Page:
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Hotel distribution is going to be an even more dangerous minefield in post-pandemic times, with players fighting harder and harder to get the same hotel booking.
But how different is hotel distribution going to be in 2021?
Any different? Or no different at all?
With this post I’m going to show you three different situations that might affect your hotel distribution and how the Online Travel Agencies are preparing for the rebound.
There will be news, but also situations that used to be happening in pre-pandemic times too, unbeknownst to most hoteliers.
Ready? Let’s dig in.
Hotel Demand and Supply.
It’s obvious, but we shouldn’t forget: there will be a rebound of course, but travel demand will be lower than a year ago, yet hotel supply has remained the same, more or less, and generally speaking.
This means that Hotel Distribution, which I like to refer to as our battlefield, will also be affected by an increasing number of players (OTAs, Metasearch engines, Tour Operators, Wholsesalers, etc) who will put forth any sort of actions, in order to win the deal.
Many of these actions being very borderline, to say the least.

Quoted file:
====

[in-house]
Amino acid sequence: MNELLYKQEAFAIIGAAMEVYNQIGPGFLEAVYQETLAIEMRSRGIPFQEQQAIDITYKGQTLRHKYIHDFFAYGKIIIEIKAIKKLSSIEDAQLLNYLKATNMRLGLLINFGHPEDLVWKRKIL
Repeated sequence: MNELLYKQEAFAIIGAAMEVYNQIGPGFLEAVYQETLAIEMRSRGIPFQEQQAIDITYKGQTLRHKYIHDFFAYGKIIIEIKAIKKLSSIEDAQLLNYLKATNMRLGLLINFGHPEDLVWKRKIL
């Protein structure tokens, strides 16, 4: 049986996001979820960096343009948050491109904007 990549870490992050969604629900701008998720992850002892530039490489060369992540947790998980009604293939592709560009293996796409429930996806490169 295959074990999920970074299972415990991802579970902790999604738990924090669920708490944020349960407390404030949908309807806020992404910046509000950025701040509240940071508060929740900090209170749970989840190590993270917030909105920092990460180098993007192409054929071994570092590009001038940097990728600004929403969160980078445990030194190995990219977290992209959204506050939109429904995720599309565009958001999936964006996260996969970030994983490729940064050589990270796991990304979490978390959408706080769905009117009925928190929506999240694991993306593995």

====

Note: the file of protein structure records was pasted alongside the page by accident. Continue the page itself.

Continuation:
Every single dollar counts. Not only for us Hoteliers, but also for these 3rd-party players.
In other words: if Hotel Distribution used to be very complex before Covid, now it’s going to be a total mess.
And when we talk about borderline activities, how can we not start by talking about Expedia?
Let’s see the real example.
Direct hotel trigger on Google, meaning the name of the hotel as keyword. In this case Bank Hotel Stockholm.
Let’s have a look at Google Hotel Ads:
Values are in Thai Bahts as I am physically in Thailand, with Google being able to automatically detect my location.
Visually speaking, EX is the go-to and cheapest hotel distribution channel, with the booking engine feeding Book on Google with higher and less competitive rates.
Let’s switch to US dollars though, as it may be easier to understand.
To do so, I connect to a server in the US. This way, the results on Google will come up as if I was in the US, and despite the fact I am physically in Thailand.